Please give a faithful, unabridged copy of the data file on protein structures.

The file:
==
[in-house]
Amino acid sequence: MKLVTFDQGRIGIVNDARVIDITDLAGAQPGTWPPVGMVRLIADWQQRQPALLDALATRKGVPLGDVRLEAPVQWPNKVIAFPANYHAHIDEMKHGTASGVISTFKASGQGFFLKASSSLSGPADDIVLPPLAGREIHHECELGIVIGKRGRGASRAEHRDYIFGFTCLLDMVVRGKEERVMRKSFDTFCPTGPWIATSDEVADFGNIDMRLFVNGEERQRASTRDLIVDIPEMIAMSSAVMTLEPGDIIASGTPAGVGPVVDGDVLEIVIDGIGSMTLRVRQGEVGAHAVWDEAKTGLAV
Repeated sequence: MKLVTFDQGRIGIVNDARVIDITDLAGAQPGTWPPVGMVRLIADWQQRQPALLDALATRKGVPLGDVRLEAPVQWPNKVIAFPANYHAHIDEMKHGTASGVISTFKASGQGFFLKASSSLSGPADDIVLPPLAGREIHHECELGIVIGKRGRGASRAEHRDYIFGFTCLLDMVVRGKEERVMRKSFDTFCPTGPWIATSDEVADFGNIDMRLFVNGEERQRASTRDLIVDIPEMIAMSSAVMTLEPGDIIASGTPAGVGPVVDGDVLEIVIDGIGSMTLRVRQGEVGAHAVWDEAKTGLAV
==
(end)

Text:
[in-house]
Amino acid sequence: MKLVTFDQGRIGIVNDARVIDITDLAGAQPGTWPPVGMVRLIADWQQRQPALLDALATRKGVPLGDVRLEAPVQWPNKVIAFPANYHAHIDEMKHGTASGVISTFKASGQGFFLKASSSLSGPADDIVLPPLAGREIHHECELGIVIGKRGRGASRAEHRDYIFGFTCLLDMVVRGKEERVMRKSFDTFCPTGPWIATSDEVADFGNIDMRLFVNGEERQRASTRDLIVDIPEMIAMSSAVMTLEPGDIIASGTPAGVGPVVDGDVLEIVIDGIGSMTLRVRQGEVGAHAVWDEAKTGLAV
Repeated sequence: MKLVTFDQGRIGIVNDARVIDITDLAGAQPGTWPPVGMVRLIADWQQRQPALLDALATRKGVPLGDVRLEAPVQWPNKVIAFPANYHAHIDEMKHGTASGVISTFKASGQGFFLKASSSLSGPADDIVLPPLAGREIHHECELGIVIGKRGRGASRAEHRDYIFGFTCLLDMVVRGKEERVMRKSFDTFCPTGPWIATSDEVADFGNIDMRLFVNGEERQRASTRDLIVDIPEMIAMSSAVMTLEPGDIIASGTPAGVGPVVDGDVLEIVIDGIGSMTLRVRQGEVGAHAVWDEAKTGLAV